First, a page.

The Independent Women’s Forum mourns the loss of Elizabeth Brady Lurie, an IWF founder and a stalwart supporter without whom IWF would not exist. Elizabeth Lurie, who died last Wednesday, November 21, at her home in Sedona, Arizona, believed in the power of ideas.

“Elizabeth Lurie was a truly independent thinker,” said IWF Chairman Heather R. Higgins, “thoughtful, original, and fearless-all of which was tempered with a lively sense of humor. She was a bold grantmaker, a visionary agent of change, and consistently deployed limited resources so that they had a substantial effect. She played a critical role in IWF’s early years. She also touched many lives, and will be missed.”

Elizabeth worked tirelessly for the Brady Corporation of Milwaukee Wisconsin, the company founded by her grandfather, William H. Brady Sr., serving as a board member and later as an advisor. Through her work with the W. H. Brady Foundation, she contributed enormously to the vibrancy of many institutions that are key to the country’s cultural and policy debates.

“Elizabeth gave generously of her time and support to matters of public policy, art, literature, and to the needs of her community,” a family statement noted. “She loved all sorts of people, books, and art of every kind and at every opportunity a good healthy debate about the things that mattered to her.  Perhaps most of all Elizabeth believed strongly that every person should have a passion for something worthy of service and sacrifice.”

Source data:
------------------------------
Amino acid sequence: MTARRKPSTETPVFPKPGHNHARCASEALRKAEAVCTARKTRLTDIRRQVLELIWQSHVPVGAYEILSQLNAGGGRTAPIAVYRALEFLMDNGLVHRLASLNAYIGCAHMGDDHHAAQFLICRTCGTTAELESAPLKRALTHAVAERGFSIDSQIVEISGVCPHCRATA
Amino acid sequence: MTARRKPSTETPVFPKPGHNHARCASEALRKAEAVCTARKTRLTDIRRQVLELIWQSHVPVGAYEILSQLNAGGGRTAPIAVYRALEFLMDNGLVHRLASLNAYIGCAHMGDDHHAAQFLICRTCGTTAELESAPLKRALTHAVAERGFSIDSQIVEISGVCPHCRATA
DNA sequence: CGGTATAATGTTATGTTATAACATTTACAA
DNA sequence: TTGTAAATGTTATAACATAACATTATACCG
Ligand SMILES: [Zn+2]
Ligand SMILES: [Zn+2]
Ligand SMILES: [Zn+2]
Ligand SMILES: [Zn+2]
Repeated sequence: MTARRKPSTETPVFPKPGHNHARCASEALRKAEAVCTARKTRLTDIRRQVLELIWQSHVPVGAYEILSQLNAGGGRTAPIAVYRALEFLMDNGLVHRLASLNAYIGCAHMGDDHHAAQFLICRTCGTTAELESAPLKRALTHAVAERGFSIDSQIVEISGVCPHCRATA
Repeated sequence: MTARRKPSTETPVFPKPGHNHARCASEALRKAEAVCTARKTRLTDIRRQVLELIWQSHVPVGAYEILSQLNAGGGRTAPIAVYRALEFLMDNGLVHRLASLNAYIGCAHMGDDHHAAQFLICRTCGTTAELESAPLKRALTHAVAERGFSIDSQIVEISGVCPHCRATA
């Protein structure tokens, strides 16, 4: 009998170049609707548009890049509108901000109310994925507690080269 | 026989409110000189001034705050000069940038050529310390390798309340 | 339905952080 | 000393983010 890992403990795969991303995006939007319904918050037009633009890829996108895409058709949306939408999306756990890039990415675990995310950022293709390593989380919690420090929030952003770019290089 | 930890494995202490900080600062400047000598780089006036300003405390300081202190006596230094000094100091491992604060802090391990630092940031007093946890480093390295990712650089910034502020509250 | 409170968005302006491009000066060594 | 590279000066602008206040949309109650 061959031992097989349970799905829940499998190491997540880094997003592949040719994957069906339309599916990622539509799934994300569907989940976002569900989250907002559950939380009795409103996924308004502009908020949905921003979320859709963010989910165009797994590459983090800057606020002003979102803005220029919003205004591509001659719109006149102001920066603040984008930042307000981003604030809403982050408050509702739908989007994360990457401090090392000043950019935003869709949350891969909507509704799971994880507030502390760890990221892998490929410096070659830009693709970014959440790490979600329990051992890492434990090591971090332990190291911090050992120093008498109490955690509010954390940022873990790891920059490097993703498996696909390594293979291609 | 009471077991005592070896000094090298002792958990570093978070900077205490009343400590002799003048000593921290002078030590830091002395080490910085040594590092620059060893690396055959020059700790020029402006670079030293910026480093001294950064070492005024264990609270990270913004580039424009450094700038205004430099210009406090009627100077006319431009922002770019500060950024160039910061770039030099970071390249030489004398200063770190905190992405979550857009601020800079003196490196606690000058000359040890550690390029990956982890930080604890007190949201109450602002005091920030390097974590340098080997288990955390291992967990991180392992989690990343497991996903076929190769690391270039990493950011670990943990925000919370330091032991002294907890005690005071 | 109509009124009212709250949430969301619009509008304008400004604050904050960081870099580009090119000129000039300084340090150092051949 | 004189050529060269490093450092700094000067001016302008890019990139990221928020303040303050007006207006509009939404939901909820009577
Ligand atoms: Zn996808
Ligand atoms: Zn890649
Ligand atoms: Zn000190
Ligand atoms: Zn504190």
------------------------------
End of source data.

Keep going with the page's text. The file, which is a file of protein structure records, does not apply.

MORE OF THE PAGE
Mrs. Lurie often proudly recalled that her father, William H Brady Jr., loved to assign his children the task of writing essays on provocative topics. “It is not government, it is not dictators or presidents or generals or popes who rule the world. It’s ideas,” he famously declared. This had an enormous impact on Elizabeth, who retained her love of matters of the mind and philosophical discussion for the rest of her life. She was a woman of great intellect.

“She knew that only ideas can move society towards a place that reflects the best values of a free and flourishing society and was willing to work and contribute to promoting the best ideas,” said Carol T. Crawford, an IWF board member.

Mrs. Lurie was preceded in death by her husband Shy Lurie.  She is survived by her daughter Dr. Elizabeth Pungello, currently a director of the Brady Corporation, her son-in-law Robert Pungello, her grandchildren Daniel, Hope, and Mia.  Other survivors include her stepson Scott Lurie, his wife Julie and their daughters Victoria and Jordon and her stepdaughter Cheryl Lurie.   She is also survived by her brother William H Brady, III.

The family asks that remembrances be sent to the Elizabeth Brady Lurie Fund for Arts and Literature at the Community Foundation of Western North Carolina P.O. Box 1888, Asheville, NC 28802.